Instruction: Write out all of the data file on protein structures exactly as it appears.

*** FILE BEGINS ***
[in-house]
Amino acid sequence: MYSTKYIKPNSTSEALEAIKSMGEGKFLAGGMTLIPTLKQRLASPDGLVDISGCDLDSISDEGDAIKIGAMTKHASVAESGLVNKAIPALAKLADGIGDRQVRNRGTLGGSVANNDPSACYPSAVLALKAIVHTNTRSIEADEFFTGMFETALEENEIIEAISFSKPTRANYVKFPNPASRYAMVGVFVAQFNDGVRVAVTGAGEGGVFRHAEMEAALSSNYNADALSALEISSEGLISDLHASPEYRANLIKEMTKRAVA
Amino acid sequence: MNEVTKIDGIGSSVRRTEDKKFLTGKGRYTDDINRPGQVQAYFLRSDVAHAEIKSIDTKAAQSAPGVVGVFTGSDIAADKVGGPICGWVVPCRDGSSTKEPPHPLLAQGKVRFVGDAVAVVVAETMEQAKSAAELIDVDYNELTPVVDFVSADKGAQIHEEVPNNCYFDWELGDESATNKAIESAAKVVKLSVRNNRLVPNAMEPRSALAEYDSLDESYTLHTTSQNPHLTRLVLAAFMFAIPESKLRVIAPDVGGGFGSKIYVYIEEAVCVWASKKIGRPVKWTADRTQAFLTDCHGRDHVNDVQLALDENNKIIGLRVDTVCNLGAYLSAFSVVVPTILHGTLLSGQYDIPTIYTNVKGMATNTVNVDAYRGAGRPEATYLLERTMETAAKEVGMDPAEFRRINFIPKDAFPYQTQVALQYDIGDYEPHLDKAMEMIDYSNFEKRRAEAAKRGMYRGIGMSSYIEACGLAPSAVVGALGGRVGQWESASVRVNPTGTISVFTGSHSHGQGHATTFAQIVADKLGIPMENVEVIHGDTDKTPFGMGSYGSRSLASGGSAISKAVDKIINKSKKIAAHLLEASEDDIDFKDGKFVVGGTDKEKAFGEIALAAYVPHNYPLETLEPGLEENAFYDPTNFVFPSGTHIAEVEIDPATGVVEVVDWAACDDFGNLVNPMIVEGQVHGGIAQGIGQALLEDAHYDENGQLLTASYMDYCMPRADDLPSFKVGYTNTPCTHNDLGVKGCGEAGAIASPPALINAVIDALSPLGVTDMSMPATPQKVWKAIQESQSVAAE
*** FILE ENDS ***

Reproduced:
[in-house]
Amino acid sequence: MYSTKYIKPNSTSEALEAIKSMGEGKFLAGGMTLIPTLKQRLASPDGLVDISGCDLDSISDEGDAIKIGAMTKHASVAESGLVNKAIPALAKLADGIGDRQVRNRGTLGGSVANNDPSACYPSAVLALKAIVHTNTRSIEADEFFTGMFETALEENEIIEAISFSKPTRANYVKFPNPASRYAMVGVFVAQFNDGVRVAVTGAGEGGVFRHAEMEAALSSNYNADALSALEISSEGLISDLHASPEYRANLIKEMTKRAVA
Amino acid sequence: MNEVTKIDGIGSSVRRTEDKKFLTGKGRYTDDINRPGQVQAYFLRSDVAHAEIKSIDTKAAQSAPGVVGVFTGSDIAADKVGGPICGWVVPCRDGSSTKEPPHPLLAQGKVRFVGDAVAVVVAETMEQAKSAAELIDVDYNELTPVVDFVSADKGAQIHEEVPNNCYFDWELGDESATNKAIESAAKVVKLSVRNNRLVPNAMEPRSALAEYDSLDESYTLHTTSQNPHLTRLVLAAFMFAIPESKLRVIAPDVGGGFGSKIYVYIEEAVCVWASKKIGRPVKWTADRTQAFLTDCHGRDHVNDVQLALDENNKIIGLRVDTVCNLGAYLSAFSVVVPTILHGTLLSGQYDIPTIYTNVKGMATNTVNVDAYRGAGRPEATYLLERTMETAAKEVGMDPAEFRRINFIPKDAFPYQTQVALQYDIGDYEPHLDKAMEMIDYSNFEKRRAEAAKRGMYRGIGMSSYIEACGLAPSAVVGALGGRVGQWESASVRVNPTGTISVFTGSHSHGQGHATTFAQIVADKLGIPMENVEVIHGDTDKTPFGMGSYGSRSLASGGSAISKAVDKIINKSKKIAAHLLEASEDDIDFKDGKFVVGGTDKEKAFGEIALAAYVPHNYPLETLEPGLEENAFYDPTNFVFPSGTHIAEVEIDPATGVVEVVDWAACDDFGNLVNPMIVEGQVHGGIAQGIGQALLEDAHYDENGQLLTASYMDYCMPRADDLPSFKVGYTNTPCTHNDLGVKGCGEAGAIASPPALINAVIDALSPLGVTDMSMPATPQKVWKAIQESQSVAAE